What no one tells you about grief.

You know what they don’t tell you about grief?

It’s fucking rich.

Don’t get me wrong. When it first comes and then when it keeps on coming,  even years and decades later like it’s that very first day, it’s not rich. It’s dense and it’s dark and it’s overwhelming and it feels so real, like the whole world is actually ending. It feels so thick that you can touch it. It feels like you’re drowning in it. It courses through your veins like acid and sits upon your chest like an anvil. Sit with someone who’s in the early throes and they will tell you that it’s only deep. They will tell you that there’s no way out. That there is no through, that there is no other side. It takes over everything.

You have to get used to the acid. You have to feel the anvil breaking each of your ribs. And then you have to take a breath. And then you have to take another one. Even though each breath presses against what’s broken, presses back against the pressure.

I’ve done it but I can’t tell you how. Somehow, I’ve gotten to this place where I can feel this beautiful richness. How my grief has brought me closer to myself, revealed myself to me. I can feel the ragged edges of myself with the way it’s shaped me. I can see now, everyday, that I am someone new, someone I like better, someone I never would have become without all of my grief and loss. 

I went to a storytelling evening called Grief Rites. Each person stood up there and told us about themselves. Told us about the new shape they are in because they lost their mom or dad or son or sister. Each one shared about how profoundly and fundamentally changed they are. How they don’t know how to live in this world without their love and at the same time, telling us exactly how they are doing it. Through tears and laughter and gut wrenching fear and deep, down, dirty joy. With gratitude. Because they were here with us. Because their presence changed us and shaped us and re-formed us as much as their absence has, sometimes more.

It’s fucking rich. I sat there listening, laughing, crying, nodding my head because I understood, feel horrified and overjoyed. I sat there feeling grateful. For the first time. Listening to others tell me what I’ve told myself a million times but in their unique way, from their own experience. Watching these people as they grapple and struggle with this inevitable human experience, I thanked God for my grief. Not the loss, not that my son is not here with me but for the richness I have been given. How much more human I am. How more intricate and intense my fear is, how much less afraid I am. How much more acutely and accurately I feel joy and pleasure in my life for knowing so many long hours of their absence, for fearing neither would ever return to me. I thanked God for my grief. For how it’s asked me to explore myself, spelunk the deepest, darkest places of myself. How it asked me to be bitter and angry and spiteful and hateful and so inhumanly unhappy. And how I did that, and sometimes still do. And how now my grief askes so much grace of me. So much forgiveness, so much compassion, so much empathy. How it’s asked me again and again to find words of comfort, words of connection, words of understanding to share with others. How it sits me squarely and completely in awe at other’s abilities to sit with their own excruciating  pain and to tell me about it. To share, with tears and swear words and shaking hands, how they think they will die from it and then don’t.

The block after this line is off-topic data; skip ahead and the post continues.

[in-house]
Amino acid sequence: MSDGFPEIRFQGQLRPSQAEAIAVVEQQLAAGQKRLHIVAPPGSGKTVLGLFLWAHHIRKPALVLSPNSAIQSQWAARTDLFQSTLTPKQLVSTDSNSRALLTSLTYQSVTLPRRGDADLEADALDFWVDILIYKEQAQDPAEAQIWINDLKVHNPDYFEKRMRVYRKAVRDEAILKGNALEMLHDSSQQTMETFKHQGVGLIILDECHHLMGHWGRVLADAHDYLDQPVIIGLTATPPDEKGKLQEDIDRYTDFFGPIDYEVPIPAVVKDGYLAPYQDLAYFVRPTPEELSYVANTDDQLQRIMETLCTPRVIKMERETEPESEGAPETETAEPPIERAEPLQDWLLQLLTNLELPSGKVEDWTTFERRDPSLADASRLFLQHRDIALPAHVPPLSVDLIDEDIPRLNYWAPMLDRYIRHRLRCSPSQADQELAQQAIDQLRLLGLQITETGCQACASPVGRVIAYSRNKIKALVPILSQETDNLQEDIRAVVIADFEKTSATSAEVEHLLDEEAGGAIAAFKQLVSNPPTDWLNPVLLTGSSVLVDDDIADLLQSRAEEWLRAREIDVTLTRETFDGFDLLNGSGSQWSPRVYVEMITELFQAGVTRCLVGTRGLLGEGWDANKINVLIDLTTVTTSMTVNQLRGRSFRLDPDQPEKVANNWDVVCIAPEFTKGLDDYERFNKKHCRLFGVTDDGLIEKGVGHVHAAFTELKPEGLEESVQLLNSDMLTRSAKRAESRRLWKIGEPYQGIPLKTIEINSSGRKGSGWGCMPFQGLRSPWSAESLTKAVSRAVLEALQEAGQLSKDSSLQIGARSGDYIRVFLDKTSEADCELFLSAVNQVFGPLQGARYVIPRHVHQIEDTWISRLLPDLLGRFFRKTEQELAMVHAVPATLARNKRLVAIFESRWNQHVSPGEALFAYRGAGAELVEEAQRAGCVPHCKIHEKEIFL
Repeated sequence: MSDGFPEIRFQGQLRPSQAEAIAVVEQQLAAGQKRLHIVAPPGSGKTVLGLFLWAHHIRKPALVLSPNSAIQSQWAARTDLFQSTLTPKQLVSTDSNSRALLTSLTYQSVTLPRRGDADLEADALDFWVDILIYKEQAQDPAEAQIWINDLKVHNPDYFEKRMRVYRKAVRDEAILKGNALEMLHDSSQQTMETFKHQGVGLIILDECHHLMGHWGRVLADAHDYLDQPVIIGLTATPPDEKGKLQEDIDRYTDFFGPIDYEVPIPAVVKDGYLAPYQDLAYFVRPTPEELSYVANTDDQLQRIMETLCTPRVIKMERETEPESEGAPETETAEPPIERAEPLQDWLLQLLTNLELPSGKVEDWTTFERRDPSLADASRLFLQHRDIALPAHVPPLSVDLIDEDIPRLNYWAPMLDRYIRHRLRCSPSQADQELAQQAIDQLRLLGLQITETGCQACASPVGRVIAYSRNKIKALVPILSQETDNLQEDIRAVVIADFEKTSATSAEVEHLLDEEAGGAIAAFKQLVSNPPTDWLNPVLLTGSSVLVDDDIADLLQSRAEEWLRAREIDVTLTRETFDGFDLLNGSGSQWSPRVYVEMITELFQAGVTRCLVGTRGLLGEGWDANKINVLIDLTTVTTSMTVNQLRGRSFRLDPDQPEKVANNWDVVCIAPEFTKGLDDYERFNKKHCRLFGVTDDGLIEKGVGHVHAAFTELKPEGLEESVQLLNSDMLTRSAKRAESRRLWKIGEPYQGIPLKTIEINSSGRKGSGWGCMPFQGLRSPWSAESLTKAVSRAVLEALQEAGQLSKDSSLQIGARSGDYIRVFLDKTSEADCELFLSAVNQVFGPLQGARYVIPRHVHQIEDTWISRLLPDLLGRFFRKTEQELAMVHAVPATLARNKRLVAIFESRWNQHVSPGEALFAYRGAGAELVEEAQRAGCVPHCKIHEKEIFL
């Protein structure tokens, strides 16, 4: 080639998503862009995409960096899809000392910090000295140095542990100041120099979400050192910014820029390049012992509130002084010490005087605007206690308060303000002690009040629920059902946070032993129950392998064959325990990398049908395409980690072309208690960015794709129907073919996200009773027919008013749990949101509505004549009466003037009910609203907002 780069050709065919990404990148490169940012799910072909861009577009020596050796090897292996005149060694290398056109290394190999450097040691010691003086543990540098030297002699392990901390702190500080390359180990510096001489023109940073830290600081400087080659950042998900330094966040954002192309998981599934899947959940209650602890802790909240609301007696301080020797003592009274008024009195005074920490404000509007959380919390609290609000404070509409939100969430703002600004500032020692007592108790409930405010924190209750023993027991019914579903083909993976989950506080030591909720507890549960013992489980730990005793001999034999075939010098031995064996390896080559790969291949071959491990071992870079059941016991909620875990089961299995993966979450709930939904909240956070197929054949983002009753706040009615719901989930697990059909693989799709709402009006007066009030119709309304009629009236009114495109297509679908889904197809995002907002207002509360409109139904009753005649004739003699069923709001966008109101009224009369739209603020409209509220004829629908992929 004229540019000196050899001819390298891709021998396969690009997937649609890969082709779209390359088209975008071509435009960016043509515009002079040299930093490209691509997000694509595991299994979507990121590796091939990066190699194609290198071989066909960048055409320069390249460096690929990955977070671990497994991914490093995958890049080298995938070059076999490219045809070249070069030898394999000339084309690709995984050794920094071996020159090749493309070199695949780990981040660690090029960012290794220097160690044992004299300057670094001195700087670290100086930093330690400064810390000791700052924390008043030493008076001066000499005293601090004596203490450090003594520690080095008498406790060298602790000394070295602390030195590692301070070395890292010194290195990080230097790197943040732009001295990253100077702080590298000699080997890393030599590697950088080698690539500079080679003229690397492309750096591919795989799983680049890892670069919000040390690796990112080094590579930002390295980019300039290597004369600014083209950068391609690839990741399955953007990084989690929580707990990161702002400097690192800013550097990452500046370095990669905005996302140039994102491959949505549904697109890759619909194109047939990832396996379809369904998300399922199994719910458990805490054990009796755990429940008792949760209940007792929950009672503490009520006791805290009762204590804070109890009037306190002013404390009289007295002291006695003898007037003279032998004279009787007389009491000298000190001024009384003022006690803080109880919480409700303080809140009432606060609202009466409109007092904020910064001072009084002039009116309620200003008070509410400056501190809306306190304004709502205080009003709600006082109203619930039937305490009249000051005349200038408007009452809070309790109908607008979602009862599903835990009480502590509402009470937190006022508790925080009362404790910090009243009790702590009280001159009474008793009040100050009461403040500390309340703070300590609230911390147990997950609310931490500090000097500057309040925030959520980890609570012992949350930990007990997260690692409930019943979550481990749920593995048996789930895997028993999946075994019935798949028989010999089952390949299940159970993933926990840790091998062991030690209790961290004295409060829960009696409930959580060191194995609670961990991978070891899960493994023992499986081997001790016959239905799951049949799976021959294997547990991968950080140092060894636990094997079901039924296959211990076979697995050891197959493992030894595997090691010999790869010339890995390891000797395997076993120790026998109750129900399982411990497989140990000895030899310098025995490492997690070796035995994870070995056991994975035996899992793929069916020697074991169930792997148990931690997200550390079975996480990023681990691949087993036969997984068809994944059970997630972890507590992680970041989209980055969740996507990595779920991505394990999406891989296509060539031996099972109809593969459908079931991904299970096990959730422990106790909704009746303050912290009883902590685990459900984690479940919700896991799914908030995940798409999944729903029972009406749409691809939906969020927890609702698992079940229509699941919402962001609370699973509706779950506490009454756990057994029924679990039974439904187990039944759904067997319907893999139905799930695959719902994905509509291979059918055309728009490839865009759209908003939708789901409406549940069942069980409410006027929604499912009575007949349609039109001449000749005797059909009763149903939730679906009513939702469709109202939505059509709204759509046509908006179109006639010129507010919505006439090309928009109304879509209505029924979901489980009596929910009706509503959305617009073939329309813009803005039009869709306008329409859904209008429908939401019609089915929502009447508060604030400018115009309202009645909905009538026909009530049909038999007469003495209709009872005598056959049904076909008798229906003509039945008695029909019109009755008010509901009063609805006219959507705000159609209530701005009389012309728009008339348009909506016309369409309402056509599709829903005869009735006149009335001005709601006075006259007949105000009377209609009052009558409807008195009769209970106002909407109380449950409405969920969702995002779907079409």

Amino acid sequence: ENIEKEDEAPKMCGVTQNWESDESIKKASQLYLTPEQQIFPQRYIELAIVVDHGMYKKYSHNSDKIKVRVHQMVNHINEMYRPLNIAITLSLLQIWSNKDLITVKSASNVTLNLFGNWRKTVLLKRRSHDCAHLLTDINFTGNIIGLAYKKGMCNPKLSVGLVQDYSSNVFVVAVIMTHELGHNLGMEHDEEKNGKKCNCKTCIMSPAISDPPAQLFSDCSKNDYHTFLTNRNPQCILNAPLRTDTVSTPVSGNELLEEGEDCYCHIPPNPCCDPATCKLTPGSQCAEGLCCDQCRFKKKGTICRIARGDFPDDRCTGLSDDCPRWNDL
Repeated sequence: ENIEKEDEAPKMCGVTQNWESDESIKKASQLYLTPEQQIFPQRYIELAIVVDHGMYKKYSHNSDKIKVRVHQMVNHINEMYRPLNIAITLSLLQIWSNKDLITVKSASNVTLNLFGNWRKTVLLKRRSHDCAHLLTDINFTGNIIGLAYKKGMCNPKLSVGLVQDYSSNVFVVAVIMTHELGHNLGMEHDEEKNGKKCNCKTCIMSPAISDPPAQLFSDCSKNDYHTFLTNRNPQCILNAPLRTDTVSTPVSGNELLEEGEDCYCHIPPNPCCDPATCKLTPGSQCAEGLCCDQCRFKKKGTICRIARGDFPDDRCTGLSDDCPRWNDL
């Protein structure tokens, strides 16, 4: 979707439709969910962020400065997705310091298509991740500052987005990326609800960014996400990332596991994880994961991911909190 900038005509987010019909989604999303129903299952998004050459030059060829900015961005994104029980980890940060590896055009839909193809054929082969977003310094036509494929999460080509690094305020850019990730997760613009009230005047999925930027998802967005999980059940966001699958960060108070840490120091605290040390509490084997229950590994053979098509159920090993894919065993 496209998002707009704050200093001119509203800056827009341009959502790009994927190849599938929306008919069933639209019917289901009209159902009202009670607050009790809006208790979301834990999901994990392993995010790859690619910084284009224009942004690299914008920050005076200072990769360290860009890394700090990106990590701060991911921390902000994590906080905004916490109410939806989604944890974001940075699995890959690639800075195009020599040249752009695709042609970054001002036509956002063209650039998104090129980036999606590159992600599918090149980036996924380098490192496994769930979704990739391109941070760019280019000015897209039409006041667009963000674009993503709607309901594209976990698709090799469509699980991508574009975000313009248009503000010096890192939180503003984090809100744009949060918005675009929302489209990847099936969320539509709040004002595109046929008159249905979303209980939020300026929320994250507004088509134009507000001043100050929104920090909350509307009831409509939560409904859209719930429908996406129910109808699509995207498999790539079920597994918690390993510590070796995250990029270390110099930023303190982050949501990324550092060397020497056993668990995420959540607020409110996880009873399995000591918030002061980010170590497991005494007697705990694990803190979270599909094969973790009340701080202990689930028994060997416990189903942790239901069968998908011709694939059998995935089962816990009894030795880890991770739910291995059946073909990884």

How do we do it? I have no fucking idea and I’ve done it. I’ve sat there myself, bawling and swearing and shaking and needing to get out of this skin that’s burning with acid just under the surface. I’ve known that the world has ended and that I’ll never be the same again and so what is the point of going on? I’ve watched the secondary and tertiary losses in my life fall away: from fertility to relationships to my inability to take care of myself to my career path veering off into another unknown to my inability to give a shit about things that were once so intensely important to me.

 I don’t know how we do it except in the sharing of it. Except in those moments when we give each other the gift of our story. In watching each other navigate these waves that keep pulling us under, smashing us against the rocks before lulling us to sleep or incapacity or a moment’s respite. In sitting together and crying and nodding because we understand so well. How these moments turn into scar tissue on our hearts. Little by very, very little how we heal each other up. Never forgetting, never not being changed, never not grieving. We can heal while simultaneously grieving. In fact, there’s no other way. That’s something else they don’t tell you. 

It’s in the telling. It’s in the relating. That is where the richness reveals itself to us. If we’ll only keep on talking and listening and feeling it. Only then, slowly and unsteadily, wil we find ourselves again.

If you are in the Portland, Oregon area, please consider attending a reading at Grief Rites. The first Monday of every month at Post 134 on NE Alberta. I’ll be reading on March 7th.

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